The Catechism Explained by Fr. Francis Spirago, edited by Fr. Richard F. Clarke, S.J., is such a well-known Catholic classic that it hardly needs any introduction. The book was written for three specific uses--to serve the preacher as a sourcebook for sermons, the catechist as a thorough explanation of the catechism, and parents as a complete statement of the entire Faith, to assist them in instructing their children. Written to achieve these objectives, the book specifically does not contain technical language so that it is not difficult to understand. But it is large, it is thorough, and it is interesting! Plus, there is no other book quite like it.
A person has only to think of a Catholic subject he wants information on, look it up in The Catechism Explained, and there he will find a number of pages explaining this or that aspect of the Faith with a thoroughness that is truly enlightening--the more so because the treatment is always supported by pertinent quotations from Scripture and/or the Fathers and Doctors of the Church to reinforce what is being said. Although first published in 1899, the writing style and truths transcend their era so that they are still beneficial to all Catholics now, and the result is an amazing picture of the Catholic Faith, showing its reasonableness, comprehensiveness, beauty, and charm--not to mention the challenge it presents to Catholics to live up to its teachings.
To make this 19th century text more accessible to the 21st-century reader, minuscule changes have been made throughout the text, most having to do with style: the titles of the Books of Scripture have been updated to reflect current usage (e.g., 1 Chronicles in place of 1 Paralipomenon) and the spelling of common biblical names were revised to their more familiar Hebrew (e.g., Noah in place of Noe; Joshua in place of Josue). The most important editorial addition to Fr. Spirago's text is the inclusion of footnotes directing readers to the appropriate paragraphs of the 1992 Catechism of the Catholic Church, where readers will find the most recent, magisterial articulation of the Church's faith.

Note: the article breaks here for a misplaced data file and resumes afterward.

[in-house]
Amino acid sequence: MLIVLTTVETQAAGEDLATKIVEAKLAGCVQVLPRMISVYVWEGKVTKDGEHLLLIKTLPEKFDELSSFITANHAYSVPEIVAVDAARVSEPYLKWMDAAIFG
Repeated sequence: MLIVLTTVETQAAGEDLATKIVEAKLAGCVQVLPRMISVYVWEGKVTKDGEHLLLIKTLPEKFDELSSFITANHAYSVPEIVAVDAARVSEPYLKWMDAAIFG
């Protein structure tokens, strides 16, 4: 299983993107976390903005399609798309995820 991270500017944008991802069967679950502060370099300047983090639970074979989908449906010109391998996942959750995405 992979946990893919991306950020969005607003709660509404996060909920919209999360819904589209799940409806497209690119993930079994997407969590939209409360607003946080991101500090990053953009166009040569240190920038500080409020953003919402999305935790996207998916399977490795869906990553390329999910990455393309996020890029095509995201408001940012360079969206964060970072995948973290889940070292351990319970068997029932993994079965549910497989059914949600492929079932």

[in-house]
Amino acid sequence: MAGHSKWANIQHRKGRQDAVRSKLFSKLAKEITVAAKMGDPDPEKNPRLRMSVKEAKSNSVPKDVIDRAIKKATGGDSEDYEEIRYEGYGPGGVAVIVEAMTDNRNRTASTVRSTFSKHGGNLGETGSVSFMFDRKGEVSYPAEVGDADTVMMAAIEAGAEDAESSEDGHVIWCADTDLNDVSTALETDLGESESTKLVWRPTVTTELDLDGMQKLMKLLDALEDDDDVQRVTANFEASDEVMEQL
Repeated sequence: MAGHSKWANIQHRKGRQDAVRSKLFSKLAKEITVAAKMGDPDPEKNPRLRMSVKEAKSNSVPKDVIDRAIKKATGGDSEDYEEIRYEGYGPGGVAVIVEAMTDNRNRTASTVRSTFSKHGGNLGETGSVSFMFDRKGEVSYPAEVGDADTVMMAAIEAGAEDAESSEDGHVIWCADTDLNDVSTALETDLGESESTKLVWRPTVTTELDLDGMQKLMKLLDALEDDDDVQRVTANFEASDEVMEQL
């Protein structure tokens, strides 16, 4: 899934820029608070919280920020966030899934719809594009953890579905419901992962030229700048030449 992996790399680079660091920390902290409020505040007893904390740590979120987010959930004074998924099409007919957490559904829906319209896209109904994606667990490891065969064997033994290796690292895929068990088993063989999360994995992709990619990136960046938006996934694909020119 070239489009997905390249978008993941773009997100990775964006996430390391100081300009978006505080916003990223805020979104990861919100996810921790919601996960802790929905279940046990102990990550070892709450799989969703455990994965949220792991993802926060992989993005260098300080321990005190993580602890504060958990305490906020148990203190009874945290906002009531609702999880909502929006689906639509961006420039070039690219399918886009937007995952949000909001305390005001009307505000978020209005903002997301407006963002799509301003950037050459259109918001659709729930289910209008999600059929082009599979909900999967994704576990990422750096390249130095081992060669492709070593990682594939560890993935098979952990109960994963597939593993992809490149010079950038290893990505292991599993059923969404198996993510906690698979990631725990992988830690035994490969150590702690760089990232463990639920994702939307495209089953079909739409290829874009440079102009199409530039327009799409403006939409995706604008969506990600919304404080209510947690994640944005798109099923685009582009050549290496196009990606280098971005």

Additional footnotes have also been provided to indicate where, since Fr. Spirago's writing in 1899, the Church has further clarified elements of Divine Revelation, such as the solemn definition of the Blessed Virgin Mary's Assumption into Heaven, or made changes to Church discipline such as the necessity to fast from midnight before receiving Holy Communion or the absolute prohibition of cremation. At all times the editor has sought to maintain the integrity of Fr. Spirago's original text. In a handful of instances, however, substitutions for antiquated terminology were necessary to successfully convey his meaning to today's reader.
It is with great pleasure, therefore, that we are reissuing The Catechism Explained and have added footnotes directing readers to the appropriate paragraphs of the 1992 Catechism of the Catholic Church. We are convinced that every Catholic adult should own a copy--whether he be a priest, for his sermon writing; or a catechist, to help him know and teach the Catechism better; or a parent, to help with the instruction of his or her children; or any other Catholic, simply to enable him to know his faith more fully. This book fulfills a unique role in Catholic literature.
It is a book, therefore, that should always be ready at hand in every Catholic home and office, because only through steady use and reference will it achieve the tremendous results it was designed to achieve--and which it most certainly will achieve if used on a continuing basis.